Meanwhile, journalist John Pilger witnesses the extradition trial of journalist Julian Assange at London’s Central Criminal Court, the Old Bailey, with US media conspicuously absent.  Assange’s crime?  Truth-telling, the kind that exposed government criminality by way of Wikileaks files.  Writes Pilger:

The lead prosecutor, James Lewis QC, ex SAS and currently Chief Justice of the Falklands, by and large gets what he wants, notably up to four hours to denigrate expert witnesses, while the defence’s examination is guillotined at half an hour. I have no doubt, had there been a jury, his freedom would be assured. . . .

However, the defence has succeeded in demonstrating the extent to which Assange sought to protect and redact names in the files released by WikiLeaks and that no credible evidence existed of individuals harmed by the leaks. The great whistle-blower Daniel Ellsberg said that Assange had personally redacted 15,000 files. 


Other than natural events like hurricanes and earthquakes, it is difficult to find social problems that don’t have government meddling as their root cause.  And if we recall Katrina, even natural disasters aren’t exempt from gross government incompetence (FEMA and the Army Corps of Engineers).   

Diagraming our choices

Recently, Vasko Kohlmayer delineated what he considers the correct political spectrum: 

He writes:

In this paradigm, the spectrum is delineated by the degree of statism intended and aspired to by various political actors and ideologies. Thus, on the extreme left you have statist totalitarians while on the opposite side you have non-statists and state minimalists.

Oddly, there is nothing in the diagram that shows the possibility of society without a state (“non-statists”).  If I were to use such a schematic I would amend it to show No State to the right of Minimal State.  But even that is unsatisfying.  The US originally had a minimalist State under the Articles, but it soon headed left with the establishment of the Constitution.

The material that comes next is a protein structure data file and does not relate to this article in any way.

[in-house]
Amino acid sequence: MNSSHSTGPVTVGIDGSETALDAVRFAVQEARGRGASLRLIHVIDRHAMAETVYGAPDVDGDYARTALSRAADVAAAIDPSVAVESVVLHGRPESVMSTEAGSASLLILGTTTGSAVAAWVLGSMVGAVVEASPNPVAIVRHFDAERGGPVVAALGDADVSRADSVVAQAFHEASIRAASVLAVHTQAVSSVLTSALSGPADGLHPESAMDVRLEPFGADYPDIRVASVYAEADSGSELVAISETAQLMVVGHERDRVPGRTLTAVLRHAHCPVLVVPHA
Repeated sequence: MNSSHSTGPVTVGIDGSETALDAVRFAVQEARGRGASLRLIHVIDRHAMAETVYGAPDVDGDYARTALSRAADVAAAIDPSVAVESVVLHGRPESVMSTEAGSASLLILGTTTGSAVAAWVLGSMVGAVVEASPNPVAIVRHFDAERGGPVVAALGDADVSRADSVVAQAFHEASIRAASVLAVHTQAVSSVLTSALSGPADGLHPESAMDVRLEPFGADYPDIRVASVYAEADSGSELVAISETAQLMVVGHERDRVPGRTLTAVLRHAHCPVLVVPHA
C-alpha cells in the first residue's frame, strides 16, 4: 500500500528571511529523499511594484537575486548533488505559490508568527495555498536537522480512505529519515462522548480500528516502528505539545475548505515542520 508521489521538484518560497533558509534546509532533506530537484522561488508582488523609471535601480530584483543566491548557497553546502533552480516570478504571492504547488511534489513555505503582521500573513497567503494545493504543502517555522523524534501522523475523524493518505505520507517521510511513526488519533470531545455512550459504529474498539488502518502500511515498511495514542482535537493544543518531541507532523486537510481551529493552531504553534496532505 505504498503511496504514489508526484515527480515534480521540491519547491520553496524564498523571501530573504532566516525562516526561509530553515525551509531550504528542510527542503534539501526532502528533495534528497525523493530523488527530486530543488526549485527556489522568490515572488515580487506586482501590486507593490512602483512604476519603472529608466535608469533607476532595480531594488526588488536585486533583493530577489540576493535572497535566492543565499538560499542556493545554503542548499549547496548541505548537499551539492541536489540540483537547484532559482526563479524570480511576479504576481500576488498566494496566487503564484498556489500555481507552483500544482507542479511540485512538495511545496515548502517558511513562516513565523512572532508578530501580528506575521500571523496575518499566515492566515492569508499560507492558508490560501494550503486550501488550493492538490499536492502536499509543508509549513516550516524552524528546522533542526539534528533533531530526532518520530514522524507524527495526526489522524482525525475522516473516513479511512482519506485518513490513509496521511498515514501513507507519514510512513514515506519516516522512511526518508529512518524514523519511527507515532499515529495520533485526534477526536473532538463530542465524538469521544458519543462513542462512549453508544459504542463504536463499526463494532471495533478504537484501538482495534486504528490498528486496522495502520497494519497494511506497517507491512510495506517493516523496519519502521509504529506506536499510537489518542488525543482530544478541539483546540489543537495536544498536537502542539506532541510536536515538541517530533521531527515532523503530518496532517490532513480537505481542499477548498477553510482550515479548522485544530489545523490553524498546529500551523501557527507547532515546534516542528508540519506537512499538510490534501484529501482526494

As the State grows in power it is called upon to grow even more.  Albert Jay Nock notes in Our Enemy, the State

State power has an unbroken record of inability to do anything efficiently, economically, disinterestedly or honestly; yet when the slightest dissatisfaction arises over any exercise of social power [people acting voluntarily], the aid of the agent least qualified to give aid is immediately called for.

The State is clearly appealing to certain individuals.  With its ability to tax and inflate, and offer legal privileges to certain industries, it is well-qualified to establish a plutocracy wherein the super-rich milk the political system.  

If all government is evil to some extent, why not get rid of it?  Why keep it around to grow into a monster in fine clothes, as it always does?  

The answer is, not all government is evil.  

The kind of government that imposes itself as a monopoly of force over a designated territory — commonly called a State — is the evil kind because its coercive nature is a violation of your liberty.  And mine.  What we and every other country on earth have is government-by-State.  

Coercive monopolies are damaging, and the State is literally the mother of all coercive monopolies.  It creates subordinate monopolies (such as the FED by way of the Federal Reserve Act of 1913) as favors to select groups (big bankers in the FED’s case) in return for their support.  Is there any doubt the FED and its printing press support the State?

But what do we have without a State?  

Answer: It’s obvious.  Government by the free market.  

Free markets have already proven their excellence in providing every other human want or need.  What is there to prevent them from performing the task of protecting us from aggression?  

Answer: Only the monopoly power of the State.

Another answer: The lack of courage on the part of the public and political experts.

As Judge Napolitano suggests, “What if when government fails to protect inalienable rights, we simply ignore it?”

I develop the idea of free market government here and here.


George Ford Smith is the author of nine books, including Do Not Consent: Think OUTSIDE the voting booth, The Flight of the Barbarous Relic, Eyes of Fire: Thomas Paine and the American Revolution, and The Fall of Tyranny, the Rise of Liberty.  He is also a filmmaker whose latest work bears the same title as his most recent book, Do Not Consent. PLEASE WATCH IT AND VOTE!